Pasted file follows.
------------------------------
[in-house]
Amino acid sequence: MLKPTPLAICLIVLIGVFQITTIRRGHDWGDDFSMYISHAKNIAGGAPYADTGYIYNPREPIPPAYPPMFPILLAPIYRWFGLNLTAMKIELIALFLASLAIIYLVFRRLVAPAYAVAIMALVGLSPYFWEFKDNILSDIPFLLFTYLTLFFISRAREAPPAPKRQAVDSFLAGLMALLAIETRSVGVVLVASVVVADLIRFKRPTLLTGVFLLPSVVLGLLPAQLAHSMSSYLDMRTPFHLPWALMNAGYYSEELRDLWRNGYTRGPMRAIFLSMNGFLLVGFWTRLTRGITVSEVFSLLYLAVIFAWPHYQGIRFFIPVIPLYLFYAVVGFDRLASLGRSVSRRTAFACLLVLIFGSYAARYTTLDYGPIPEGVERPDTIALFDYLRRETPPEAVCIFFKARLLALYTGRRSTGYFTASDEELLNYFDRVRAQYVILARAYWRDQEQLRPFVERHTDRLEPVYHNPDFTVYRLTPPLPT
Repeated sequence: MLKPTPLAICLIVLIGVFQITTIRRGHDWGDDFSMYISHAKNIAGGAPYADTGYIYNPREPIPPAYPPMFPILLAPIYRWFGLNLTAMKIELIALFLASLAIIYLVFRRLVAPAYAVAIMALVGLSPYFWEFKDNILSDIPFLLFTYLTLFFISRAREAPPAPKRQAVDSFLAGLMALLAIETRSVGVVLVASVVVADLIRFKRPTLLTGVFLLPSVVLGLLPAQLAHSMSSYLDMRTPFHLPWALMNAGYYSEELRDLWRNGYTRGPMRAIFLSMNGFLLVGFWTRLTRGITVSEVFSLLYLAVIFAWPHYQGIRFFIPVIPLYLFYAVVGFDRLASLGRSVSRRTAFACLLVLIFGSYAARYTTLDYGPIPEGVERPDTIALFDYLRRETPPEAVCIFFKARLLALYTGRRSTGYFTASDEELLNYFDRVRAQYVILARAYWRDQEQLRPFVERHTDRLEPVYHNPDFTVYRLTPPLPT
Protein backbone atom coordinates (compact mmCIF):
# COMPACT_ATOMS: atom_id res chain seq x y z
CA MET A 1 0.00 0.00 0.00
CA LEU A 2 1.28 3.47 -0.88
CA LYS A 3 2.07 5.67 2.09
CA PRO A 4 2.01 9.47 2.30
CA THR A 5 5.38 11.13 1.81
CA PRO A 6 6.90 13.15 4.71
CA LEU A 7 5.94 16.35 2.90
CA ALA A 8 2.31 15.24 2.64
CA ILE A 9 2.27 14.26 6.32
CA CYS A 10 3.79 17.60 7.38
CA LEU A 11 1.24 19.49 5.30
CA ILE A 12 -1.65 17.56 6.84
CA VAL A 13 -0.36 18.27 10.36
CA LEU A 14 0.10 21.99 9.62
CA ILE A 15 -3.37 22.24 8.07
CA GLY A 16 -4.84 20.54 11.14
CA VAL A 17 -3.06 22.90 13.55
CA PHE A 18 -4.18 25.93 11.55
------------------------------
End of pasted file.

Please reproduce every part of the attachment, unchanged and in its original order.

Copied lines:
[in-house]
Amino acid sequence: MLKPTPLAICLIVLIGVFQITTIRRGHDWGDDFSMYISHAKNIAGGAPYADTGYIYNPREPIPPAYPPMFPILLAPIYRWFGLNLTAMKIELIALFLASLAIIYLVFRRLVAPAYAVAIMALVGLSPYFWEFKDNILSDIPFLLFTYLTLFFISRAREAPPAPKRQAVDSFLAGLMALLAIETRSVGVVLVASVVVADLIRFKRPTLLTGVFLLPSVVLGLLPAQLAHSMSSYLDMRTPFHLPWALMNAGYYSEELRDLWRNGYTRGPMRAIFLSMNGFLLVGFWTRLTRGITVSEVFSLLYLAVIFAWPHYQGIRFFIPVIPLYLFYAVVGFDRLASLGRSVSRRTAFACLLVLIFGSYAARYTTLDYGPIPEGVERPDTIALFDYLRRETPPEAVCIFFKARLLALYTGRRSTGYFTASDEELLNYFDRVRAQYVILARAYWRDQEQLRPFVERHTDRLEPVYHNPDFTVYRLTPPLPT
Repeated sequence: MLKPTPLAICLIVLIGVFQITTIRRGHDWGDDFSMYISHAKNIAGGAPYADTGYIYNPREPIPPAYPPMFPILLAPIYRWFGLNLTAMKIELIALFLASLAIIYLVFRRLVAPAYAVAIMALVGLSPYFWEFKDNILSDIPFLLFTYLTLFFISRAREAPPAPKRQAVDSFLAGLMALLAIETRSVGVVLVASVVVADLIRFKRPTLLTGVFLLPSVVLGLLPAQLAHSMSSYLDMRTPFHLPWALMNAGYYSEELRDLWRNGYTRGPMRAIFLSMNGFLLVGFWTRLTRGITVSEVFSLLYLAVIFAWPHYQGIRFFIPVIPLYLFYAVVGFDRLASLGRSVSRRTAFACLLVLIFGSYAARYTTLDYGPIPEGVERPDTIALFDYLRRETPPEAVCIFFKARLLALYTGRRSTGYFTASDEELLNYFDRVRAQYVILARAYWRDQEQLRPFVERHTDRLEPVYHNPDFTVYRLTPPLPT
Protein backbone atom coordinates (compact mmCIF):
# COMPACT_ATOMS: atom_id res chain seq x y z
CA MET A 1 0.00 0.00 0.00
CA LEU A 2 1.28 3.47 -0.88
CA LYS A 3 2.07 5.67 2.09
CA PRO A 4 2.01 9.47 2.30
CA THR A 5 5.38 11.13 1.81
CA PRO A 6 6.90 13.15 4.71
CA LEU A 7 5.94 16.35 2.90
CA ALA A 8 2.31 15.24 2.64
CA ILE A 9 2.27 14.26 6.32
CA CYS A 10 3.79 17.60 7.38
CA LEU A 11 1.24 19.49 5.30
CA ILE A 12 -1.65 17.56 6.84
CA VAL A 13 -0.36 18.27 10.36
CA LEU A 14 0.10 21.99 9.62
CA ILE A 15 -3.37 22.24 8.07
CA GLY A 16 -4.84 20.54 11.14
CA VAL A 17 -3.06 22.90 13.55
CA PHE A 18 -4.18 25.93 11.55